Testing your code is very important.
Getting used to writing testing code and running this code in parallel is now considered a good habit. Used wisely, this method helps you define more precisely your code’s intent and have a more decoupled architecture.
unittest is the batteries-included test module in the Python standard library. Its API will be familiar to anyone who has used any of the JUnit/nUnit/CppUnit series of tools.
Creating test cases is accomplished by subclassing unittest.TestCase.
import unittest def fun(x): return x + 1 class MyTest(unittest.TestCase): def test(self): self.assertEqual(fun(3), 4)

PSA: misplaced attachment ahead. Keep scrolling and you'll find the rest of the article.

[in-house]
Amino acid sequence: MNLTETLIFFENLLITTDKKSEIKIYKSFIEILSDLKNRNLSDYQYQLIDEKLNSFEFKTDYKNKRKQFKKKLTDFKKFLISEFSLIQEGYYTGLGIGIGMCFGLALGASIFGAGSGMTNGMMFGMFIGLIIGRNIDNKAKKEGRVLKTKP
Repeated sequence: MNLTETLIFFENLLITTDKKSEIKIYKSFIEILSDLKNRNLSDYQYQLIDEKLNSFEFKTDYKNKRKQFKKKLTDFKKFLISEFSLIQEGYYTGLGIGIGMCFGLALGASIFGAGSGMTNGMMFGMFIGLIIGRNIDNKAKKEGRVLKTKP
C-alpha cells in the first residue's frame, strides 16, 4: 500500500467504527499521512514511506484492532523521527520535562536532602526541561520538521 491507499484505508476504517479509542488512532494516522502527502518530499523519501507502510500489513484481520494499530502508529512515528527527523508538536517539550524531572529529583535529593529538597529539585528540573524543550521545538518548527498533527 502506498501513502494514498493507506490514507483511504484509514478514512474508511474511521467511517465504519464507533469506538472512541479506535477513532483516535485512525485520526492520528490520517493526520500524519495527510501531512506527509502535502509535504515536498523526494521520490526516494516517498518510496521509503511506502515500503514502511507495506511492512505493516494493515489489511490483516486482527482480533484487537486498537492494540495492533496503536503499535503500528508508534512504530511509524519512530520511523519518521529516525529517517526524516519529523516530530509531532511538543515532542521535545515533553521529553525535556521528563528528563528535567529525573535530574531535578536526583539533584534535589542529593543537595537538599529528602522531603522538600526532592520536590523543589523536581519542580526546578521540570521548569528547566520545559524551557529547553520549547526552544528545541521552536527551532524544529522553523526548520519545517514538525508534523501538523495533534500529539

Unittest supports skipping individual test methods and even whole classes of tests. In addition, it supports marking a test as an “expected failure,” a test that is broken and will fail, but shouldn’t be counted as a failure on a .code
Skipping a test is simply a matter of using the
skip() decorator or one of its conditional variants.
import sys import unittest class MyTestCase(unittest.TestCase): @unittest.skip("demonstrating skipping") def test_nothing(self): self.fail("shouldn't happen") @unittest.skipIf(mylib.__version__ < (1, 3), "not supported in this library version") def test_format(self): # Tests that work for only a certain version of the library. pass @unittest.skipUnless(sys.platform.startswith("win"), "requires Windows") def test_windows_support(self): # windows specific testing code pass